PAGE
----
NOTE FROM THE AUTHOR: I am fascinated by Fitzgerald’s use of the telephone as a presence in conversation. The mystery of who is on the other end of the wire lends resonance to Gatsby’s intrigue; the insistence of Fitzgerald’s shrill metallic urgency is often used to punctuate, disrupt, pause, or hijack. My current poetry manuscript—largely influenced by our deepening connection to the cell phone—offers a grateful hat tip to Fitzgerald’s adroit observations of the telephone’s importance in social dynamics.

ABOUT THE AUTHOR: Julie E. Bloemeke’s poetry manuscript Slide to Unlock, recently placed as a semifinalist in three book prizes: the 2015 Hudson Prize through Black Lawrence Press, the 2015 Washington Prize through the Word Works, and the 2014 Crab Orchard Poetry Series First Book Award. A graduate of the Bennington Writing Seminars and a 2015 fellow at the Virginia Center for the Creative Arts, her work has appeared or is forthcoming in various publications including Gulf Coast, Chautauqua Literary Journal, Drunken Boat, Poet Lore, and The Great Gatsby Anthology. In May, she won the 2015 ekphrastic poetry competition at the Toledo Museum of Art, where her work will be on view with the Claude Monet collection until September.

Webb-Pullman1a
Metamorphobedhead
by Mercedes Webb-Pullman

Greg woke uneasy. Dreams
transformed his bed
into a gigantic armor-plated head
divided on top, pitifully thin,
helpless.
His bedroom lay quiet, its walls
unpacked and spread out,
the picture of a pretty frame.
A lady stole a huge hole.
Her forearm vanished.
Overcast sky
beat gutter melancholy.
Sleep and forget, he thought,
but could not. Violently
he tried his eyes, his legs,
began to feel faint.

Exhausted, irritated,
irregular itching back,
the head easily identified
many small spots
of leg, dew
for a cold shiver.

SOURCE: Opening passage of The Metamorphosis by Franz Kafka (1915).

NOTE FROM THE AUTHOR: I love erasure poems. The first I wrote was for a Silver Birch submission call for Bukowski erasure poems, and I really enjoyed finding other works within the original. I’m now wondering how many different poems I could make from the same text.

Webb-Pullman

ABOUT THE AUTHOR:

Mercedes Webb-Pullman graduated from IIML Victoria University Wellington with MA in Creative Writing in 2011. Her poems and the odd short story have appeared online and in print, in Turbine, 4th Floor, Swamp, Reconfigurations, The Electronic Bridge, poetryrepairs, Connotations, The Red Room, Silver Birch Press, Otoliths, among others, and in her books. She lives on the Kapiti Coast, New Zealand. Visit her at benchpress.co.nz.

AUTHOR’S NOTE ON THE PHOTO: Me riding my sister-in-law’s race horse circa 1985. Sunglasses and a hat provide a good mask. A blank stare helps too.

Image
ETERNITY
by William Blake

He who binds to himself a joy
Does the winged life destroy;
But he who kisses the joy as it flies
Lives in eternity’s sun rise.

Painting: “PEE WEE” 8 x 12″ giclee print from original watercolor painting by Dean Crouser. Buy copies of the print at etsy.com.

Image
Before and After
by Katie Aliferis 

Long after the glitter has settled
Long after the gowns have ceased flowing
Long after the bubbles have popped in their glasses

Your heart still jumps at the click of heels on the
Marble floors, at the tone of a light giggle
At the mention of her name

ABOUT THE AUTHOR: Katie Aliferis is a writer from San Francisco, California. Her poetry has been featured in Voices of Hellenism Project: Voices, 9 Muses News, Velvet Revolution Reading Series, and other literary journals and websites. When not writing, Katie can be found reading, traveling, and enjoying time with her friends and family. Follow Katie on Twitter: @KatieA_SF and visit her website KatieAliferis.com.

Illustration: Portrait of Daisy Buchanan (watercolor, 2011) by Hannah Haeun Kim, ALL RIGHTS RESERVED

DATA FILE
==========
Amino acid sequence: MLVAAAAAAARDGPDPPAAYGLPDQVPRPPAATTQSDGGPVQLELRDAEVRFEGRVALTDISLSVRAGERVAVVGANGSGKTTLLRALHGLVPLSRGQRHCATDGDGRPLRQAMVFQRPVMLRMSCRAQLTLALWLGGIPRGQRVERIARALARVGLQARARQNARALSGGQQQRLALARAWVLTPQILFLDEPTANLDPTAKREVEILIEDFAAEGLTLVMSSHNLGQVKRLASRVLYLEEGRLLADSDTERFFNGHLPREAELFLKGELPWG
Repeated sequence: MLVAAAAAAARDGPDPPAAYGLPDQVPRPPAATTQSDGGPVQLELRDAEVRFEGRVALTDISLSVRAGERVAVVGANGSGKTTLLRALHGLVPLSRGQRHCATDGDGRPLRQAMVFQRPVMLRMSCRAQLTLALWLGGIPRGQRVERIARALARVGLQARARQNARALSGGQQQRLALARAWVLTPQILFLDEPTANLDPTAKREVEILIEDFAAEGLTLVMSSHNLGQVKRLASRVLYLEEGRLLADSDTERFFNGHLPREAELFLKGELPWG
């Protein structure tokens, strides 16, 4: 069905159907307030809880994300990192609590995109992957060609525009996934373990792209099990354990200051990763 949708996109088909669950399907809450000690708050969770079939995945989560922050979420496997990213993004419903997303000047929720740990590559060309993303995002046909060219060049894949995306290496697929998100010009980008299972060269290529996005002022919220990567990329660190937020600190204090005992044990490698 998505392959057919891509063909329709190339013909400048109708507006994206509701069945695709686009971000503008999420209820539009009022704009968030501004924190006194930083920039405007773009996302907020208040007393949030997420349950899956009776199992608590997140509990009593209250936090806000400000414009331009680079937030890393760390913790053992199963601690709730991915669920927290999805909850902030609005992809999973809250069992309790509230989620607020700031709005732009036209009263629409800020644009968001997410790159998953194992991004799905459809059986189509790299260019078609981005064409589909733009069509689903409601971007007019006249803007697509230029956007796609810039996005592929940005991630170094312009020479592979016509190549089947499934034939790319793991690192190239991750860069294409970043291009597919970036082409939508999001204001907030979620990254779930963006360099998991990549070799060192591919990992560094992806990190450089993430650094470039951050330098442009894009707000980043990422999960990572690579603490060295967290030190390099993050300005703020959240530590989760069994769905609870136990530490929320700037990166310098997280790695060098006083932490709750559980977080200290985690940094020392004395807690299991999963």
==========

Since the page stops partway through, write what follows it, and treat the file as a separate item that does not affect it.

SOURCE: “Before and After” by Katie Aliferis will appear in the Silver Birch Press The Great Gatsby Anthology (April 2015).

Image

The lean days of determination. That was the word for it, determination: Arturo Bandini in front of his typewriter two full days in succession, determined to succeed; but it didn’t work, the longest siege of hard and fast determination in his life, and not one line done, only two words written over and over across the page, up and down, the same words: palm tree, palm tree, a battle to the death between the palm tree and me, and the palm tree won: see it out there swaying in the blue air, creaking sweetly in the blue air. The palm tree won after two fighting days, and I crawled out of the window and sat at the foot of the tree. Time passed, a moment or two, and I slept, little brown ants carousing in the hair on my legs.”

From Chapter 1 of Ask the Dust, a novel by John Fante first published in 1939 and reissued in 1980 by Black Sparrow Press with an introduction by Charles Bukowski. A Harper Perennial Modern Classics edition, released in 2006, is available at Amazon.com.

Image
MY CATS
by Charles Bukowski

I know. I know.
they are limited, have different
needs and
concerns.

but I watch and learn from them.
I like the little they know,
which is so
much.

they complain but never
worry,
they walk with a surprising dignity.
they sleep with a direct simplicity that
humans just can’t
understand.

their eyes are more
beautiful than our eyes.
and they can sleep 20 hours
a day
without
hesitation or
remorse.

when I am feeling
low
all I have to do is
watch my cats
and my
courage
returns.

I study these
creatures.

they are my
teachers.

Image
THE ADDRESSING OF CATS
by T.S. Eliot

You’ve read of several kinds of Cat,
And my opinion now is that
You should need no interpreter
To understand their character.
You now have learned enough to see
That Cats are much like you and me
And other people whom we find
Possessed of various types of mind.
For some are same and some are mad
And some are good and some are bad
And some are better, some are worse–
But all may be described in verse.
You’ve seen them both at work and games,
And learnt about their proper names,
Their habits and their habitat:
But how would you address a Cat?

So first, your memory I’ll jog,
And say: A CAT IS NOT A DOG.

And you might now and then supply
Some caviare, or Strassburg Pie,
Some potted grouse, or salmon paste–
He’s sure to have his personal taste.
(I know a Cat, who makes a habit
Of eating nothing else but rabbit,
And when he’s finished, licks his paws
So’s not to waste the onion sauce.)
A Cat’s entitled to expect
These evidences of respect.
And so in time you reach your aim,
And finally call him by his NAME.

So this is this, and that is that:
And there’s how you ADDRESS A CAT.

PAINTING: “Blue Cat, Green Eyes” by Walasse Ting